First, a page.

Then there are a number of hardware manufacturers that will ONLY build phones that run on their own operating systems (Blackberry which runs RIM or research in motion, and Apple which runs the iOS for example). They control what applications can go on the phones. They control the release cycles for patches and upgrades. Etc.

So if you woke up tomorrow and thought to yourself, “hey, I want to build phones – I have a really cool idea for a phone that might be better than anything out there” you’d have a decision to make. You could either:

-Hire a team of developers to build you a new operating system from scratch, then try and get a bunch of independent app developers out there in the world convinced that your phone was the best and to start writing apps for your phone (games, tools, etc). And convince them to build all these apps months before your phone releases so your app store isn’t lame when you launch the phone.
You would need to build an app store and figure out a way to charge people while also making sure your independent app developers have a way to either get paid for app purchases or for advertising revenue on free apps. Then you’d need to build a music store so your customers can download ringtones and music – while making the folks in Hollywood and Nashville happy by ensuring the devices comply with their outrageously obtuse “digital rights management” or DRM rules so people don’t pirate the music. This is what Apple did.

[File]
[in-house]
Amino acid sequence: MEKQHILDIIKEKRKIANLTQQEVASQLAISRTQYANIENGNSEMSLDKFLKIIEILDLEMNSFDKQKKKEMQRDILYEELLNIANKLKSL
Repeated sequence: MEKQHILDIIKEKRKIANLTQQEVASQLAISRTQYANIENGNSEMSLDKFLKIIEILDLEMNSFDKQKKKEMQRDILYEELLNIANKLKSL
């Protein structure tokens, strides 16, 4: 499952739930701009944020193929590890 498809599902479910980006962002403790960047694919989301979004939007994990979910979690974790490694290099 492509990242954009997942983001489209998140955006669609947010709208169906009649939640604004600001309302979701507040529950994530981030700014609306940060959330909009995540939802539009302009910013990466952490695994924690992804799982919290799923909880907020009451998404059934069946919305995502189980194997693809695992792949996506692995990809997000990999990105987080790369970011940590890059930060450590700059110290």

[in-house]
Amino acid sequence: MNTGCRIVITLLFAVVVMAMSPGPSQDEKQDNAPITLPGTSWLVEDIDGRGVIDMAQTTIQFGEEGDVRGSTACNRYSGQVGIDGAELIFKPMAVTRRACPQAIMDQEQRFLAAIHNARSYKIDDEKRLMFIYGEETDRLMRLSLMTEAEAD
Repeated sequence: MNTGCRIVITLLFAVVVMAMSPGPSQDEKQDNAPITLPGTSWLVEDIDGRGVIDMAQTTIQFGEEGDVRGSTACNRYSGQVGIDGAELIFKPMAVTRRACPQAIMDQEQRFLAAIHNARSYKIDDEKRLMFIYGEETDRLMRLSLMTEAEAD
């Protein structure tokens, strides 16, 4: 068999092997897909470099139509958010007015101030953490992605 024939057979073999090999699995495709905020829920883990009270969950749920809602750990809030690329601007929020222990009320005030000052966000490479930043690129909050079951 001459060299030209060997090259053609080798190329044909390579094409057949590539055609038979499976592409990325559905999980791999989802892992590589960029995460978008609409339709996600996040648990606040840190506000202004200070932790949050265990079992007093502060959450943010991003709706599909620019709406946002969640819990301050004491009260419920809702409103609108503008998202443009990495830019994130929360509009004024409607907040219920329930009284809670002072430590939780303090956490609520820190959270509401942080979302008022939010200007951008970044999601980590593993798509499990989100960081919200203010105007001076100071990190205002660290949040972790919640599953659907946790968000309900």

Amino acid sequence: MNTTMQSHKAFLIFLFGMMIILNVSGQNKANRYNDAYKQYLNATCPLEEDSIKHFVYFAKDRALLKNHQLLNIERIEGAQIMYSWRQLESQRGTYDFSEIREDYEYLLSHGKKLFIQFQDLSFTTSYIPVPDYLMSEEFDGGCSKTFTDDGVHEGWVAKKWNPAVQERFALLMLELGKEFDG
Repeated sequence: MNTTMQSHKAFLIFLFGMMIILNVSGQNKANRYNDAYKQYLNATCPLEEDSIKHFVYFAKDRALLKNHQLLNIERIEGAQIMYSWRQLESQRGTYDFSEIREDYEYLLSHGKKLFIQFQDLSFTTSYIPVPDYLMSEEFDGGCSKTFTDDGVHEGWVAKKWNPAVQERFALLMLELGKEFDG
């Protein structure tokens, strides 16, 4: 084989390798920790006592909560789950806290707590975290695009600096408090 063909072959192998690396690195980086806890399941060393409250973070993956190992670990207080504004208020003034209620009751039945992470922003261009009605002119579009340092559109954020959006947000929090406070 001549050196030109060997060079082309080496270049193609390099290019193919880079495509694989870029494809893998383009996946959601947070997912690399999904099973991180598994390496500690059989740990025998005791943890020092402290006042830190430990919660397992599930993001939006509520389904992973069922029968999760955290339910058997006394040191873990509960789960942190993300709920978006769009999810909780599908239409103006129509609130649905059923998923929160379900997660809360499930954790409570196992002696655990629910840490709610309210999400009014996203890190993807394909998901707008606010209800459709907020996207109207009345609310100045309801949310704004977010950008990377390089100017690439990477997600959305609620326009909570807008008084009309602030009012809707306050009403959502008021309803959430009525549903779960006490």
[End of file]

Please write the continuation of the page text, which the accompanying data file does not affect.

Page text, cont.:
OR

-You could decide that’s too much of a hassle. All you want to do is build this new killer phone that you dreamt up, right? So, let someone else handle all that mess and buy an existing operating system for your phone. So you might go with Windows Phone 7 because they are, well… Microsoft. Or you might go with Android because they are free.

You might be thinking this is a no-brainer, go with the free operating system. The problem with this is that there is no control over what apps can go on that phone and people will download apps that just aren’t written very well and make the phone perform like garbage. Then what do you have? A customer that thinks your phone is garbage when in reality, it’s acting that way because of some app they downloaded. Also, Google has yet to put in place a very good music store like Microsoft’s Zune or like the iPhone’s app store. Also, with Google you’re talking about an Operating System that is written by a community of developers. Anyone that can write code can contribute and anyone that’s interested can download source code for the operating system – which terrifies most people. Have we had a major virus outbreak on phones yet? No. Will we? Yes, it’s just a matter of time. So some folks chose to go with Microsoft because there is better security on apps, source code, and frankly – with Microsoft you know who to call when things go wrong with the Operating System on your phone.